wooden ships

i don’t tend to use this blog as a forum to make political comment, but i will admit that this post has been indirectly inspired by the news that hms ark royal, the current royal navy flagship, is to be decommissioned. i saw the ark royal fairly up close a few weeks ago when on a visit to the historic dockyard in portsmouth, alongside a number of other navy vessels, and was struck by a) the size of the thing and b) just how many war ships there are, sat, floating on our coast. as a namby pamby liberal i’ll admit to being surprised at the level of military presence, though this naval force is apparently there as a deterrent, as the british navy always has been. i’m not massively convinced either way on this argument.

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however, i’m not here to do a doom and gloom post on the spending review. whilst in portsmouth i was lucky enough to be taken on a trip to see hms warrior 1860 and hms victory. here are two ships which are massive parts of british history, and the historian in me was doing loop-de-loops about seeing them.

hms warrior was the world’s first iron hulled warship, and acted as the ultimate floating deterrent. warrior famously never fired a single shot, despite the massive amounts of armaments on the ship. the boat carried 40 cannons, which are more than a little unnerving to be around, even if the majority of those on the main deck are fibreglass replacements.

wandering round the ship you are immersed in the life of a nineteenth century warship and that of the sailors therein. the scale of the warrior is possibly the most impressive thing, and as you climb down the decks, you realise just how much of this boat there is. it is only on seeing it again from the outside you can begin to put things into context, realising how much time you have just spent under water.

comparing the experience of seeing hms warrior up close, and indeed from the inside, with that of visiting the merseyside maritime museum in liverpool brings up some interesting parallels. at the maritime museum i had been stuck by the number of ‘disaster tourists’ who were there to learn of the titanic and the u-boat attacks of the second world war. i guess part of the difference is visiting the museum to see fragments of what is left, as opposed to a heritage site like the historic dockyard, where the life of the ships is being celebrate, alongside the obvious shadow of british engineering prowess.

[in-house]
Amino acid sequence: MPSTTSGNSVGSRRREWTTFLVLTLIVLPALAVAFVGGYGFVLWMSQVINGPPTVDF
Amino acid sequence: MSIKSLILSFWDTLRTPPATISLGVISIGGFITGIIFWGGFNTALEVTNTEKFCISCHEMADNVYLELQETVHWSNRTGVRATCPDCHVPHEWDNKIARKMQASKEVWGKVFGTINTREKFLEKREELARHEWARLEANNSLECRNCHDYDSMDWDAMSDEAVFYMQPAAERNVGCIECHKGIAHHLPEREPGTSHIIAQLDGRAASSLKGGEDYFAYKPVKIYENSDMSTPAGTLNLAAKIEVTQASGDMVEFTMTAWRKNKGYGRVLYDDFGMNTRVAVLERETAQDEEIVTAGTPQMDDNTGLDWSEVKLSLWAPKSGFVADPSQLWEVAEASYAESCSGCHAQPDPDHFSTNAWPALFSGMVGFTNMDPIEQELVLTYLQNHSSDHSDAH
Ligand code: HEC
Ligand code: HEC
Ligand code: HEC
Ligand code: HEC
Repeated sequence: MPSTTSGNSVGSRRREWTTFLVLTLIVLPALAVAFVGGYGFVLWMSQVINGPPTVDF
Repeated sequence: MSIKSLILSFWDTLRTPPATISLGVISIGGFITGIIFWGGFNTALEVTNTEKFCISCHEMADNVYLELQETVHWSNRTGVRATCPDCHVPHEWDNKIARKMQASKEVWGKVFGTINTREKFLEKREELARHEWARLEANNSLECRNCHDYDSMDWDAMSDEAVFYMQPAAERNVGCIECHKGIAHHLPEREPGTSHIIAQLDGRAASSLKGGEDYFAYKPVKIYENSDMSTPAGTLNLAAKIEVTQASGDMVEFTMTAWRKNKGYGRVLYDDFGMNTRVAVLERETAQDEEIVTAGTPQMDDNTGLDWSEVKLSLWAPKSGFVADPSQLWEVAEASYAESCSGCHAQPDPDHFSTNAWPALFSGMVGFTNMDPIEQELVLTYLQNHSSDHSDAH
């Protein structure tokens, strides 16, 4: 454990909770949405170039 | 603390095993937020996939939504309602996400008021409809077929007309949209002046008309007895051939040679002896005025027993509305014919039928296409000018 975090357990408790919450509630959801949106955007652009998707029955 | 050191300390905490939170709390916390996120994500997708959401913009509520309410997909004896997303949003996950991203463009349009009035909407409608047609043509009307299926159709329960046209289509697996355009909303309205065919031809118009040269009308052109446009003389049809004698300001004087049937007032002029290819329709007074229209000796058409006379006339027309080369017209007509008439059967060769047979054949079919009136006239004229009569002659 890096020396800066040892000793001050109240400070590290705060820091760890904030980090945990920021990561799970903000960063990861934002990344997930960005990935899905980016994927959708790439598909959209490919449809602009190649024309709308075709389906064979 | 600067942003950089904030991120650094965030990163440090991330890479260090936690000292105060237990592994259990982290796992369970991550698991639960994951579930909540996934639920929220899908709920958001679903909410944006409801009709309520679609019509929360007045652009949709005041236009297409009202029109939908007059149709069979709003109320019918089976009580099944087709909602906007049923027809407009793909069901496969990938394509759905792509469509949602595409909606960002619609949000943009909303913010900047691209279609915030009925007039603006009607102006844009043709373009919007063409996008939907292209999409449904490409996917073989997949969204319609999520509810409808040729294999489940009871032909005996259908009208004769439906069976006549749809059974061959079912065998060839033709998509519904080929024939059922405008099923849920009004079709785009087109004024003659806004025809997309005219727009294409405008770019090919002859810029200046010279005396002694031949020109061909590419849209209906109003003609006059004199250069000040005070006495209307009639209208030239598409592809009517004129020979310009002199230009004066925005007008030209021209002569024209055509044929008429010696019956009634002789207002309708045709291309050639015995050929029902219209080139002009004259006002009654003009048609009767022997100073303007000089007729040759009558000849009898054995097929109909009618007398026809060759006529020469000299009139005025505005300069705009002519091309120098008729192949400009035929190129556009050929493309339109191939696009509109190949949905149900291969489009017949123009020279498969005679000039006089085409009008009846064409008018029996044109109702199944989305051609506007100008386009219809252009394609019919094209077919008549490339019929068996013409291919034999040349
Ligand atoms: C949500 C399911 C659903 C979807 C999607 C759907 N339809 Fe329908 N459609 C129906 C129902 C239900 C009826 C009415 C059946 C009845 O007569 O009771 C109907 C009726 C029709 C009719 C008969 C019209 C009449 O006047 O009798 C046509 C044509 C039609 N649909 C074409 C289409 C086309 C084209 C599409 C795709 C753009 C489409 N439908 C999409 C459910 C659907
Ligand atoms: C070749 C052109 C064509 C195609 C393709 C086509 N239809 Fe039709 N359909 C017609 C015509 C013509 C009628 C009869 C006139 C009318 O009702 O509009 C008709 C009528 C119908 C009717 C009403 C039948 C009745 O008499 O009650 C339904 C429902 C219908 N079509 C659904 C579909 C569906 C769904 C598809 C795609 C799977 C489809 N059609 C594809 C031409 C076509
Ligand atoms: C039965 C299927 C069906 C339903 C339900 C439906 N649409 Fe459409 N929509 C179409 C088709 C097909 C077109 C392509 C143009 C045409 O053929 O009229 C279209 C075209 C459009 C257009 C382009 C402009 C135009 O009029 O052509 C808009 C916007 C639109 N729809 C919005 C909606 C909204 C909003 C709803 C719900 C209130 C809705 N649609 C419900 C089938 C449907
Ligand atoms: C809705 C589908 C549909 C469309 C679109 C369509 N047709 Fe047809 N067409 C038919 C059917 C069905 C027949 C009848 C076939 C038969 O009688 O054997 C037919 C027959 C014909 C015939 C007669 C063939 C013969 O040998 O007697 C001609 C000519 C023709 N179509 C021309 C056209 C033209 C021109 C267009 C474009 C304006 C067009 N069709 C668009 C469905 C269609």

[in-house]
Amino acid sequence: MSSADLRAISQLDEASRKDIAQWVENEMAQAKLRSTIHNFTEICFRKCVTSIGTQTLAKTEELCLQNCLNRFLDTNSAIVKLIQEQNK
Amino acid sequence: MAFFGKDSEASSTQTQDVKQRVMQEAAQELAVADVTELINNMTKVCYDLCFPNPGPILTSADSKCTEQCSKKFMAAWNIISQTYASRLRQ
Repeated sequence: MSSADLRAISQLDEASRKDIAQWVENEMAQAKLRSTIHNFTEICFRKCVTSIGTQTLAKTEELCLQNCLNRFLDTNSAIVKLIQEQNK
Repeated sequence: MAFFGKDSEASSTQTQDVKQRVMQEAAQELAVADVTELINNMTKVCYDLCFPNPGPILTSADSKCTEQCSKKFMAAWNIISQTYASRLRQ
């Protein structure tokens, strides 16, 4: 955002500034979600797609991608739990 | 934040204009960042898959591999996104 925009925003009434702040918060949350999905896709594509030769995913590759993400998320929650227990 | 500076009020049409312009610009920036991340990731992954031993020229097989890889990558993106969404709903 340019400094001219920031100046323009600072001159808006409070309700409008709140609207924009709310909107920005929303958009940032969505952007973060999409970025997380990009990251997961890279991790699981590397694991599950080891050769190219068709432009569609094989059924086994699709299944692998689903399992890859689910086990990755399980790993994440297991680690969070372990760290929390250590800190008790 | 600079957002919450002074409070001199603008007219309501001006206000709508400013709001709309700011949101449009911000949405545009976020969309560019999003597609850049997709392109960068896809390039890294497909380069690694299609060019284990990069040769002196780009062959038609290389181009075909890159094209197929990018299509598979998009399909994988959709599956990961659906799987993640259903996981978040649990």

celebration is certainly the correct term with which to consider hms victory. victory is probably the most famous warship ever built, and it is a bloody impressive sight. [nb – unfortunately the interior of the ship is off-limits to amateur photographers, so i’ve only got the one image of victory] the story of victory is surely quite well-known. battle of trafalgar, nelson inspiring his men to victory before getting hit whilst on deck, then dying below just after victory was assured.

wandering around the ship it is hard to believe that this vessel was built in the early eighteenth century, and is still in such good shape now. victory is now stationed in a dry dock at portsmouth, but the scale and grandeur of the ship is still impressive. the decadence of certain areas of the ship are a stark contrast to the coal rooms where the cannon shots were prepared, and the massive food stores in the hull. however, it is obviously the lord nelson related elements of the tour which prick up ears the most. x marks the spot on the quarter deck where the french musket entered nelson’s shoulder and proceeded to lodge itself in his spine. below deck the tour halts at the spot where a british hero died, which is actually quite a surreal experience. here one of the most famous names in history gave up all hope of life, and now 200 years later you can stop and wonder how much he was bleeding or what it smelt like.

i really would suggest visiting these two ships should you ever be in portsmouth. the one disappointment of the day was that the new mary rose museum is still not finished, though then again i now have a reason to definitely return. speaking of returns, i promise that the next post on here will be a return to manchester, the city that inspires me on a daily basis.

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5 thoughts on “wooden ships

  1. a fine question. back in the mists of time when i started this blog, i decided that i was going for a stylistic of lowercase. some time later i am stuck with it, though constantly trying to decide whether to ditch it to stop me looking like a child!

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